Much ink has been spilled talking about how 9-11 transformed the Bush presidency. He certainly rose to the occasion, his off-the-cuff “…and soon the whole world will hear you” comment was exactly what the nation needed to hear at the time.

And this moment still gives me goosebumps.

Whatever issues you may take with Mr. Bush’s subsequent decisions (and I certainly have my issues), his leadership in those early days was much needed and appreciated.

But 9-11 did not just transform the Bush presidency. It also transformed how the media talked about the Bush presidency. I remember being in an airport and seeing seeing the cover of, if I’m not mistaken, People magazine. It featured George and Laura Bush, and the headline was something like “How the Bush’s Faith Supports Them”.

Such a headline from a mainstream magazine would have been unthinkable on 9-10, just as it became unthinkable just a few months afterward…just as it is unthinkable now.

A military state.

One moment more than any other drove home to me the fact that my country had changed, drastically. A few days after the attacks I took my mother to the Tampa airport for her return trip to Upstate New York. And there were armed soldiers everywhere. They stood in camouflage at every entrance and exit, automatic weapons at the ready.

Later on I would experience the new hassle involved in international travel, including restrictions implemented by the Brazilian government in “diplomatic reciprocity” for similar restrictions put in place by the newly-minted Department of Homeland Security.

In those emotionally-charged days I can remember being impatient with those who were skeptical of the new powers given to the executive branch. “We’re at war…desperate times call for desperate measures” was how I responded. Now, a full twenty years on, I can recognize that some of those people were more far-sighted than I, as I watch the government use national emergencies – both real and contrived – to encroach more and more on the fundamental freedoms Americans once held to be sacrosanct.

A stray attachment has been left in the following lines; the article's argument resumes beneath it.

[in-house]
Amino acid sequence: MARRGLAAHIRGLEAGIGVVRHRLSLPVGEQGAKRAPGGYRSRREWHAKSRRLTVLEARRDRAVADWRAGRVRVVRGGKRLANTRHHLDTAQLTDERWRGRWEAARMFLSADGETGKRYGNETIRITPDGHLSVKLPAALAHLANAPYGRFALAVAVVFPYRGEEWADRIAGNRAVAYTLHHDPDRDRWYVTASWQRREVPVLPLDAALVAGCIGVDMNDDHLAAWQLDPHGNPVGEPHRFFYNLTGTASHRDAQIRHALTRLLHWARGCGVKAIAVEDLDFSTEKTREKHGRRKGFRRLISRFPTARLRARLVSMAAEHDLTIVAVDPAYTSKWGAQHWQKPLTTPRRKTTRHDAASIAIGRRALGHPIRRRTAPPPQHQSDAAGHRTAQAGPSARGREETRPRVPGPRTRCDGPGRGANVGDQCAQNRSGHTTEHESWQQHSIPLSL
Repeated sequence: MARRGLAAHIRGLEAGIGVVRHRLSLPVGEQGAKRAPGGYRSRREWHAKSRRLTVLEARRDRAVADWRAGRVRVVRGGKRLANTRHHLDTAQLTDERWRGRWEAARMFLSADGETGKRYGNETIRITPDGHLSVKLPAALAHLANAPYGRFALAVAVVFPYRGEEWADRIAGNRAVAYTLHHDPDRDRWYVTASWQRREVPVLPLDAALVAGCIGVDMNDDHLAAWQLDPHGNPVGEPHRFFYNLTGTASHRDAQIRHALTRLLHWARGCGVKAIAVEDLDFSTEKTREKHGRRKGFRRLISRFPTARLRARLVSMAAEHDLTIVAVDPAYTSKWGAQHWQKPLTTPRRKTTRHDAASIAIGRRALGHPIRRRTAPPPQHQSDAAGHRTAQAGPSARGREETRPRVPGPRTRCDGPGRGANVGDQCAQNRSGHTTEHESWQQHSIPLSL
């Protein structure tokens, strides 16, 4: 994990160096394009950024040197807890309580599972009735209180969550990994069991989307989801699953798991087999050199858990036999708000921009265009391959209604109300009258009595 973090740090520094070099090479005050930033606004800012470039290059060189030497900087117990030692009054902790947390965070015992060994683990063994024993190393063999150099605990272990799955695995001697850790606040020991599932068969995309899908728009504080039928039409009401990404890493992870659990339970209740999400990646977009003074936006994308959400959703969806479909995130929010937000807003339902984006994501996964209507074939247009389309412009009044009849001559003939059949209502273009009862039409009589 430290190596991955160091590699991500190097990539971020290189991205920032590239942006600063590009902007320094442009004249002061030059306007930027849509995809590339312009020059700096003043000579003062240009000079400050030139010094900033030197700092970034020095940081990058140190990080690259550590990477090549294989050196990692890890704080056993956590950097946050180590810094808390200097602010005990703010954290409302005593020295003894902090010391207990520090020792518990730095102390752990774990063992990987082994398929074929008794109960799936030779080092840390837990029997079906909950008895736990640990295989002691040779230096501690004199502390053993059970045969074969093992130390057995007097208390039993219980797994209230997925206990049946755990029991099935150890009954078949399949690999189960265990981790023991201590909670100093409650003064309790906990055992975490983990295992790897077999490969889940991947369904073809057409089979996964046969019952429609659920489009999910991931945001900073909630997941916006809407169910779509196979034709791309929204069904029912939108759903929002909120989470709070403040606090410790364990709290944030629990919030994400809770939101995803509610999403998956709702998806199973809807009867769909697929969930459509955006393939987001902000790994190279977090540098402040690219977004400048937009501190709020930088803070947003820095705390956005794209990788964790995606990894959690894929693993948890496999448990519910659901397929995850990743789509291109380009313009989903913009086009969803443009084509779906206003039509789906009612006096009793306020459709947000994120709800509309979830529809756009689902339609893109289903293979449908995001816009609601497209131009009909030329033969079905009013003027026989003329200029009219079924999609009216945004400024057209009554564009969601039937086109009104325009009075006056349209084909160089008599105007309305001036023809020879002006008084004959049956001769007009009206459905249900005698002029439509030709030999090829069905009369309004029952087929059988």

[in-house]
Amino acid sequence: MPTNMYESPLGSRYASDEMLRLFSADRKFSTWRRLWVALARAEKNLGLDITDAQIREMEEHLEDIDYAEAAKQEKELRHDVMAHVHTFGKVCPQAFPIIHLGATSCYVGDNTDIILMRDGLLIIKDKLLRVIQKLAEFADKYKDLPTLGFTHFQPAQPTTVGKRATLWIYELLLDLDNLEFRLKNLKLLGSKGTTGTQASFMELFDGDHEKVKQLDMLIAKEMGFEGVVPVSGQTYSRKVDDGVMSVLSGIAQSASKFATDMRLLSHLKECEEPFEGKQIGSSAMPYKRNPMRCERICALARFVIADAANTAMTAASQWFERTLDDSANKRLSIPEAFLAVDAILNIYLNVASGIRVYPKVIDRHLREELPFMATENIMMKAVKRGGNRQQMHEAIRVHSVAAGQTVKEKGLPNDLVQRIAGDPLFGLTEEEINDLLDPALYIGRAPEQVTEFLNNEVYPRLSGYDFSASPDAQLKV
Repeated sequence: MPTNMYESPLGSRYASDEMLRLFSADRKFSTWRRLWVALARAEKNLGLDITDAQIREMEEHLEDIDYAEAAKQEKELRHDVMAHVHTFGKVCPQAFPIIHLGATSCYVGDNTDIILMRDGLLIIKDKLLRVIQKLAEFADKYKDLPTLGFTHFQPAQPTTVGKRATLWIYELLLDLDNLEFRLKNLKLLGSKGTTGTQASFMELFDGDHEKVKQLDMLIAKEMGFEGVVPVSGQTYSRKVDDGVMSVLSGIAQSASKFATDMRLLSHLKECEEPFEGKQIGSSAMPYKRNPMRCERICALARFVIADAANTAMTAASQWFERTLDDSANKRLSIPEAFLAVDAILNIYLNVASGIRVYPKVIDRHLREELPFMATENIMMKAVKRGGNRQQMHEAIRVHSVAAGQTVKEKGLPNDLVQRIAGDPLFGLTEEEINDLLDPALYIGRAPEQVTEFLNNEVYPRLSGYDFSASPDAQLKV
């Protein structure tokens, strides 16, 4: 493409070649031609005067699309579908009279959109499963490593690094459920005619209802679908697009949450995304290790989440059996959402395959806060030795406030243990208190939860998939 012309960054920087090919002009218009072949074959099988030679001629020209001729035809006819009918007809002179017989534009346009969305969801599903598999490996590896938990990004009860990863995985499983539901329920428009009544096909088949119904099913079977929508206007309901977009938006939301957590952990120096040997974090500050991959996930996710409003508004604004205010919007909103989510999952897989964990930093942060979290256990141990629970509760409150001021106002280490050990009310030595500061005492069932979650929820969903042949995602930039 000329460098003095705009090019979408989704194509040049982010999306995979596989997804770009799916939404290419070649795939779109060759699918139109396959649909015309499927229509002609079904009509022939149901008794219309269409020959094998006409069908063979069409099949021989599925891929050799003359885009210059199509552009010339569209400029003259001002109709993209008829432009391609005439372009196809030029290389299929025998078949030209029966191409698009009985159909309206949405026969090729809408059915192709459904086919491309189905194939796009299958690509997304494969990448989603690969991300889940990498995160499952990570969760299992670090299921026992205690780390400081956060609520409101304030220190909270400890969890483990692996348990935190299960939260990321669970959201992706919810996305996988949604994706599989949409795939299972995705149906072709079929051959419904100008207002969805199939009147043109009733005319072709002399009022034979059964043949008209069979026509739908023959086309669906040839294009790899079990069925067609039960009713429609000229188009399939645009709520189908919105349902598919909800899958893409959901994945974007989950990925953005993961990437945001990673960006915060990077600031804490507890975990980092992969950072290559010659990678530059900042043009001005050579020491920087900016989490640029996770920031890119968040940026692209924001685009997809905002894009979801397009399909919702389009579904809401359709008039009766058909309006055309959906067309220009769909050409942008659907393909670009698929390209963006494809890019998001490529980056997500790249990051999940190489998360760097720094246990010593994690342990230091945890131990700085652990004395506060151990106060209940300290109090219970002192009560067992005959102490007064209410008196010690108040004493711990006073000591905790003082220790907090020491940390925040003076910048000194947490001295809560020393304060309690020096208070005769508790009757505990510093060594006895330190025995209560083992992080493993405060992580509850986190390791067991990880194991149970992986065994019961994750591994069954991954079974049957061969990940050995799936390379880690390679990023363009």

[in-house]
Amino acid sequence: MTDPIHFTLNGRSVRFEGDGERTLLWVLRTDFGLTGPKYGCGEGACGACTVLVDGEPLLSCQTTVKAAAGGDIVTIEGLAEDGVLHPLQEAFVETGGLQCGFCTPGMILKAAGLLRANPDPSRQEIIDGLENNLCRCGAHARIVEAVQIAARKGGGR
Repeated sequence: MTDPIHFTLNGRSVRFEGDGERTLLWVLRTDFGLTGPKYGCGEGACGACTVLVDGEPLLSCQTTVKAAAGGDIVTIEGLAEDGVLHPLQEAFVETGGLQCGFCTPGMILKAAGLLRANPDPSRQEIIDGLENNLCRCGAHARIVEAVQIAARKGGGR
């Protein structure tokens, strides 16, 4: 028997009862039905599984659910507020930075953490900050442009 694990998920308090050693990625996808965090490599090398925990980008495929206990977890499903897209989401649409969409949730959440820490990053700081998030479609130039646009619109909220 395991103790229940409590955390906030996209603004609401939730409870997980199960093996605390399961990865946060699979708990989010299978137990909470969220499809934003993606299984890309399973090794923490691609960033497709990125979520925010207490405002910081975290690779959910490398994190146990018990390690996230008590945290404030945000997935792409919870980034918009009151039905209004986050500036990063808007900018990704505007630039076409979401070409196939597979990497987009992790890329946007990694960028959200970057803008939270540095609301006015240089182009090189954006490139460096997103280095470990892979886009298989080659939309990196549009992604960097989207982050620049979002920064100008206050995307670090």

Where are we after twenty years?

The initial answer to that question is not encouraging. America is more polarized than it was on 9-10. Our leadership is at once more inept and more thirsty for power over everyday lives – in the name of safety, of course. The Taliban is in control of Afghanistan…again. The moral and cultural rot that was in evidence in 2001 has spread, metastasized, and putrefied. And the church – writ large – does not seem to be in a place to speak biblical truth to a dying nation with anything approaching credibility.

And so…as I remember 9-11, there are a few truths that I should also remember:

9-11 did not take God by surprise. Neither did Covid. Neither does anything else.

The Gospel is still key. In the video I shared above, a woman in the burning tower is told to “think positive thoughts”, and “say her prayers”. That may be all a 911 operator can say. But why does it seem like that is all the Church is offering to the dying world around us? “Flee the wrath to come” is a much more appropriate, and useful message.

“Civilizations are born Stoic, and die Epicurean.” That quote comes from historian Will Durant. And I think about it a lot. In my ever-humble opinion, we need to start focusing on how best to be a witness for Christ in the midst of a dying civilization. St. Augustine’s City of God should be required reading. So should C.S. Lewis’s Space Trilogy, especially That Hideous Strength.

The final word goes to the Apostle Paul: “For we do not wrestle against flesh and blood, but against principalities, against powers, against the rulers of the darkness of this age, against spiritual hosts of wickedness in the heavenly places.” Ephesians 6:12